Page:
Querying Agents- Both an Art Form and Masochistic Practice.

Oh, the highs and lows of drafting a pitch and tossing it into the water to try to hook and land an agent. I’ve spoken on this in previous posts, but there’s always something new to say. (To see my previous posts on the subject, click “Writing Query Letters” in the category list to the right.)

I started querying for my novel Teatime of the Living Dead. I’m not sure what I think of its chances. I love the book, and consider it the best thing I’ve written so far. It’s a bit of a farce, which is my favorite thing to write. It’s got some amusing bits, and I think the MC’s characterization is very three dimensional. I finished it maybe a year ago, done a handful of re-writes, and had some beta readers check it out.

I’m not saying it’s perfect. I’m sure it’s not. No book goes into an agent’s hands without needing more work before it gets submitted to publishers. I do think it’s as far along as I can take it on my own.

“So, what’s the problem?” you seem to ask.


Well, part of the problem is it’s 7 degrees in Indiana and I’m wishing I was here.

What if it sucks?

To start with, I could simply be wrong. The book could suck and leave me, loving it blindly, unaware of the ways in which it sucks. There could be problems in the writing that I am unaware of. I love my betas, but I miss working with someone who has editing experience. I don’t have the money to hire a professional editor. That’s the way it is. If I’m ever in a place where I can hire a professional, I will. Until then, I manage as best I can with practice, critique groups, and beta readers. Those people are all awesome. My writing has improved greatly over the years because of them, and I am not belittling that. They rock and I’m grateful. My point is that I might be in a place where I need more than what I have.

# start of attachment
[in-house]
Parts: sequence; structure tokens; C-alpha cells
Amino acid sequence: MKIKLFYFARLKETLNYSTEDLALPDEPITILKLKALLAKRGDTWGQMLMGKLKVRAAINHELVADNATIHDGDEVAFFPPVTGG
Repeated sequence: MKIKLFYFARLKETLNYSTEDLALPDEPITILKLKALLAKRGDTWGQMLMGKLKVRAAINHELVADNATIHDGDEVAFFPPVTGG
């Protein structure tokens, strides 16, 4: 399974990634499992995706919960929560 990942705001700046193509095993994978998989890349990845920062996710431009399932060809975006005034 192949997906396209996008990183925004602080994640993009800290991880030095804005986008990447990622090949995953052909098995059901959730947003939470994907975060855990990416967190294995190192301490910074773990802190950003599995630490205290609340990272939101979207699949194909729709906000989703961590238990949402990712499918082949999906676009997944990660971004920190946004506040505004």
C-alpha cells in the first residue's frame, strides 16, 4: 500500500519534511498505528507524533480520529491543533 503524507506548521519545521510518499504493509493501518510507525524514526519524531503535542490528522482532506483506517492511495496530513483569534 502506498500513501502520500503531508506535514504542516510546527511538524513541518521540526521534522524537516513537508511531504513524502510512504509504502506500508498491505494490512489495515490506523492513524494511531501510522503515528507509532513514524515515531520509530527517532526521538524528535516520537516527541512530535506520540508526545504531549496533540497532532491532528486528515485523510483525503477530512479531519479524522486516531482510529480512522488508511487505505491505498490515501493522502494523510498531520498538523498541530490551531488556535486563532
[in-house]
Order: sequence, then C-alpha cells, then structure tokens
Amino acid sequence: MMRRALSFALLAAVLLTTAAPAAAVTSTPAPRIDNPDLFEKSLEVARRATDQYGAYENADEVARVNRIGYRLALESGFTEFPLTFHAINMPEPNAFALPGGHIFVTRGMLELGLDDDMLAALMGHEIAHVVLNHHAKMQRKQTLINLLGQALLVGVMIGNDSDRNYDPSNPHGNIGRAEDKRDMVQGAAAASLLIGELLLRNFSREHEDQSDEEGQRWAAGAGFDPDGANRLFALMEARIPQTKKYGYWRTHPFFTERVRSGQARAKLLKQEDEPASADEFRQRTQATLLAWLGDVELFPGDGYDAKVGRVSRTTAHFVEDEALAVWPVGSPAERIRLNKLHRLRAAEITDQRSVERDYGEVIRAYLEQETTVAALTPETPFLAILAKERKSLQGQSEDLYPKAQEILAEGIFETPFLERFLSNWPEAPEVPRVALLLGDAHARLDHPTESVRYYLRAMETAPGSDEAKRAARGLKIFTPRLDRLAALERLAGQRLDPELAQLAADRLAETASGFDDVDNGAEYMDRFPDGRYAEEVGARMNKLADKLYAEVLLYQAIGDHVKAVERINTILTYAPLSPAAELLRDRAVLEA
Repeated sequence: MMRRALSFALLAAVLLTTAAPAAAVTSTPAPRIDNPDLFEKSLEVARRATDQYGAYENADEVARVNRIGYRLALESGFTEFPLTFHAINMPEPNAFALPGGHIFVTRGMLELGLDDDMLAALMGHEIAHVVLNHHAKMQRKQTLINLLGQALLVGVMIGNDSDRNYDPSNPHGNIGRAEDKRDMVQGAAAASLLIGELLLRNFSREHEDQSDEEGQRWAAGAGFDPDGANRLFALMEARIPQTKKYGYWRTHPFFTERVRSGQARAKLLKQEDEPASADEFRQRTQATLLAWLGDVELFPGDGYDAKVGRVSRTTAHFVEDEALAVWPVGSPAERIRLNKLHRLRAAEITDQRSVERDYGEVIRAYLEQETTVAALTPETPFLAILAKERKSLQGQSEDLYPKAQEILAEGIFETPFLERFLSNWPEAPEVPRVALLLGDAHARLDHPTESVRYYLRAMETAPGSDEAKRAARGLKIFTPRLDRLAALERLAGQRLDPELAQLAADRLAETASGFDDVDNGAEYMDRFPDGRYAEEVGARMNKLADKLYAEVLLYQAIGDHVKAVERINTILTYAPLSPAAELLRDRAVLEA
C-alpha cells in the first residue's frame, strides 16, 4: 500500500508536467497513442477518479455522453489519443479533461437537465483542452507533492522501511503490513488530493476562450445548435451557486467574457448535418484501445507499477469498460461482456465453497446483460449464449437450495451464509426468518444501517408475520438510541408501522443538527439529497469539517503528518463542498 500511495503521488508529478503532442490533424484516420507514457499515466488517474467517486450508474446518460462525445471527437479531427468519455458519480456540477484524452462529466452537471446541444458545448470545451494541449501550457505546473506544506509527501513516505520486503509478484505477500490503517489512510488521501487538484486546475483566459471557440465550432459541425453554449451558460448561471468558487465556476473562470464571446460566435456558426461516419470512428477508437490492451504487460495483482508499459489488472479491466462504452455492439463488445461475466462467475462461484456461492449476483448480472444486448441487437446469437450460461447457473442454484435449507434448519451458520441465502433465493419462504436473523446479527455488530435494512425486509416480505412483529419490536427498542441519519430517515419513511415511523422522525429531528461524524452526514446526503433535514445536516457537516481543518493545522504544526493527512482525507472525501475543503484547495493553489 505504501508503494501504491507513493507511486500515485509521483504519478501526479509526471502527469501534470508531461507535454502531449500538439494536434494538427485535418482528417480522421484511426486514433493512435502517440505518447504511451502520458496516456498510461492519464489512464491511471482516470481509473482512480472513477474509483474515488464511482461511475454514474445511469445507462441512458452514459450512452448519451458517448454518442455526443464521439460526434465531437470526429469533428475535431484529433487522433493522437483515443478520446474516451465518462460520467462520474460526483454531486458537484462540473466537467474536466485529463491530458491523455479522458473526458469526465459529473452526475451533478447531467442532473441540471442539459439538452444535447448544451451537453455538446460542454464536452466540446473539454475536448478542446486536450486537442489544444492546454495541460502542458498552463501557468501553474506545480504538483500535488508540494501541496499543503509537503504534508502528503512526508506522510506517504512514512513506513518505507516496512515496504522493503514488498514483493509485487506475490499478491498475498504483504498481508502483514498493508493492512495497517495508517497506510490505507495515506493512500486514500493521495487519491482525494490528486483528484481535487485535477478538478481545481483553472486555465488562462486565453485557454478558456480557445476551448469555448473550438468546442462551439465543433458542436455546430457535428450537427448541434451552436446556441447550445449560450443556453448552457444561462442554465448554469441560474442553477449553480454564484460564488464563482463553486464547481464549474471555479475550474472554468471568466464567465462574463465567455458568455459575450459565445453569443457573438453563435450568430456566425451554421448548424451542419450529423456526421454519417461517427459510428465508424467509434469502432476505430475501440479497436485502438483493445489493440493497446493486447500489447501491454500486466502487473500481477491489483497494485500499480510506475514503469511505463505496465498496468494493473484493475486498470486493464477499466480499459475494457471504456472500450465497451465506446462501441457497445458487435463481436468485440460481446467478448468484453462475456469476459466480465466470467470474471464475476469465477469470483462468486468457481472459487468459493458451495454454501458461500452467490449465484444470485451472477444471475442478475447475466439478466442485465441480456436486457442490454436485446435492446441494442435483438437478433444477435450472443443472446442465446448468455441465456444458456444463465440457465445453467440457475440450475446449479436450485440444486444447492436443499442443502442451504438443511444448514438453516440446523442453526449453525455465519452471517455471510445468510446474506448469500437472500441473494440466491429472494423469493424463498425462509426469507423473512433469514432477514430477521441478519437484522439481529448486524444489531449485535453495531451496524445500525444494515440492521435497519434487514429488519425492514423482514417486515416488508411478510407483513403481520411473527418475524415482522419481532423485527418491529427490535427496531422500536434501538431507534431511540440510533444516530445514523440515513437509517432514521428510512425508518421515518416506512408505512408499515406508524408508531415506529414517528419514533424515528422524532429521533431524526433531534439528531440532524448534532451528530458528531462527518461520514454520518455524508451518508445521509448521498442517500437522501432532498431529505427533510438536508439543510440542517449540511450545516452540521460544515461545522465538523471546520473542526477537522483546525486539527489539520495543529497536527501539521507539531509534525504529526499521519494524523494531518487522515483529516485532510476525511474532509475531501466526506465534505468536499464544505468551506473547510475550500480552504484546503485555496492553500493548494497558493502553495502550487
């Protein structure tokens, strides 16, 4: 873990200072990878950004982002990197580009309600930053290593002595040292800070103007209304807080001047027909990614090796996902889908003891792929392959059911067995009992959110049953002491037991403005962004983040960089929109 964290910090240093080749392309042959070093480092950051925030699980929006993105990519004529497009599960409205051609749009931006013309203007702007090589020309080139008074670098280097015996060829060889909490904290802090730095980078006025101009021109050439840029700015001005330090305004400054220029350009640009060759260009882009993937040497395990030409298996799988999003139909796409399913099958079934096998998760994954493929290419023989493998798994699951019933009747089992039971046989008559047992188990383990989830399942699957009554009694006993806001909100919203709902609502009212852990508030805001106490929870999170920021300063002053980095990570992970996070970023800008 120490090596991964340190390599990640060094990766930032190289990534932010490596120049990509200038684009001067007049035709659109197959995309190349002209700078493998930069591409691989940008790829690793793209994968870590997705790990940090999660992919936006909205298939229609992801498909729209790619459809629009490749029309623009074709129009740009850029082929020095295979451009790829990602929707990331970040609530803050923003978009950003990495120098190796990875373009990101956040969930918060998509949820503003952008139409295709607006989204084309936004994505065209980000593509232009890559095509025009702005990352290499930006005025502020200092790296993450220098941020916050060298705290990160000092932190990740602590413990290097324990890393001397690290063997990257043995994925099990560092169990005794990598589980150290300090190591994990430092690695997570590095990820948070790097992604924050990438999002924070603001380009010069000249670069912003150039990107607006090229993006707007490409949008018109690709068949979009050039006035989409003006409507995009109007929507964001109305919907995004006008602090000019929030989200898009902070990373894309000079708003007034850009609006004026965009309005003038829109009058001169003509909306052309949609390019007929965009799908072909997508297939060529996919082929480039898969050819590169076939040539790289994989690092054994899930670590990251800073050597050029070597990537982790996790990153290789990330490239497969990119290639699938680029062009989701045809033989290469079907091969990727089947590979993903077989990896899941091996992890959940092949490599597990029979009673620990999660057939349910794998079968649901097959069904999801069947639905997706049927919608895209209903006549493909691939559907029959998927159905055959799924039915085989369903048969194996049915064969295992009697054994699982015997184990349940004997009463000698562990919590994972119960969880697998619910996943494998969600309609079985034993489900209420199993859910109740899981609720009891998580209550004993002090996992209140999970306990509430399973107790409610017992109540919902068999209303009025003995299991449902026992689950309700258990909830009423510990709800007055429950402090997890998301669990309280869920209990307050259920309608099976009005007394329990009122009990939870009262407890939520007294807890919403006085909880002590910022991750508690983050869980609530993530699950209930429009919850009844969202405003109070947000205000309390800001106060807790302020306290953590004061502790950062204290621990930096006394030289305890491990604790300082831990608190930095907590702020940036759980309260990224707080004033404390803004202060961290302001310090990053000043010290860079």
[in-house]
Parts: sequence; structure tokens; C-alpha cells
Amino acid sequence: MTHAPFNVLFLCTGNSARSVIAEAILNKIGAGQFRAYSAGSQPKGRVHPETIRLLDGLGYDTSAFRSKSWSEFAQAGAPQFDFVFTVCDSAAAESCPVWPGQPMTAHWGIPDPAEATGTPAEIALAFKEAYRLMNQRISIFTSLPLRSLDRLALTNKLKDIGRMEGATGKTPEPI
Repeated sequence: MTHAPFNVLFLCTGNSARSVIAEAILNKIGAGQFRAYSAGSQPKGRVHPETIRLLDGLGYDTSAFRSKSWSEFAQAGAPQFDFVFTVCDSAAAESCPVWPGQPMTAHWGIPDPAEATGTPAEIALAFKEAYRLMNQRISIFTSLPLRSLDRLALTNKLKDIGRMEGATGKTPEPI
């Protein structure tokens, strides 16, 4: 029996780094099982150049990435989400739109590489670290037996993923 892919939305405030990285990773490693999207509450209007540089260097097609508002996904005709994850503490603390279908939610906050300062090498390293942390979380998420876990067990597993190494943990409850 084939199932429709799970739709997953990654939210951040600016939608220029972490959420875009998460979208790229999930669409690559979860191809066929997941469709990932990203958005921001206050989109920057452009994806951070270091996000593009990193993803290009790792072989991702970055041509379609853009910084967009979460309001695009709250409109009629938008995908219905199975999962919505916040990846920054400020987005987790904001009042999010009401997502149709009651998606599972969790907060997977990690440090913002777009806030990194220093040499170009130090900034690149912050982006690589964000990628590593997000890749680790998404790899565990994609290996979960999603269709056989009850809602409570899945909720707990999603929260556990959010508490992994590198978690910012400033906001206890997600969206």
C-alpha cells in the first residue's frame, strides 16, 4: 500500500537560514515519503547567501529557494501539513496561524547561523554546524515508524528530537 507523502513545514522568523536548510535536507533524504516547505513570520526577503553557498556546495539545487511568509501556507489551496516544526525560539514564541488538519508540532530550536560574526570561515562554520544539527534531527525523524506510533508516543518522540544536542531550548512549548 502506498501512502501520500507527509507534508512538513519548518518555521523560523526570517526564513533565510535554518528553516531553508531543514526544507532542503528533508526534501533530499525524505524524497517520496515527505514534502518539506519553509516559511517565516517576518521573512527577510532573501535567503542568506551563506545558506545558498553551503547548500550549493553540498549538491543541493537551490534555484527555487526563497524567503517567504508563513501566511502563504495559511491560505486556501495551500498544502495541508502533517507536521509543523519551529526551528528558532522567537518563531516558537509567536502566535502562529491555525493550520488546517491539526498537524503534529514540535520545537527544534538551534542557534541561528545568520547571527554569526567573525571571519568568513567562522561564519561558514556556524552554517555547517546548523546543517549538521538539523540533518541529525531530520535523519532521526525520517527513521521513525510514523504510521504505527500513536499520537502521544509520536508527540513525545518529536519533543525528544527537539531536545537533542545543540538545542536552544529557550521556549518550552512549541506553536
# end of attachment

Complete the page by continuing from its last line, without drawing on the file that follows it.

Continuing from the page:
It’s a zombie book.

Next up on the list, it’s a zombie book. Let me be clear here, I have nothing against zombie books. I wrote one because it was big fun and I love the hell out of Teatime. Zombie books and movies remain popular because people love the genre. That said, it’s hard to get noticed when you write to trends. Tons of people are writing zombie novels. Enough of them are being written that there are some agents and publishers who have in their submission guidelines “No zombies.” I love my book. I don’t think it’s the same old, same old, but is it different enough to get attention? I don’t know about that.


My sister is a zombie until she gets her coffee.

I’ve self published two books.

I have self published two books. I’ve had a few sales, but not nearly enough for either of them to be considered a commercial success. Far from it! Really far. Like the distance from the Sun to Pluto far. I self published those books because I wanted to have a couple of my books that I could hold in my hand. I love them both, but it takes hard work, savvy, and dedication to make it as a self published author. I don’t yet have the skill set. Let’s face it; I might never have the skill set.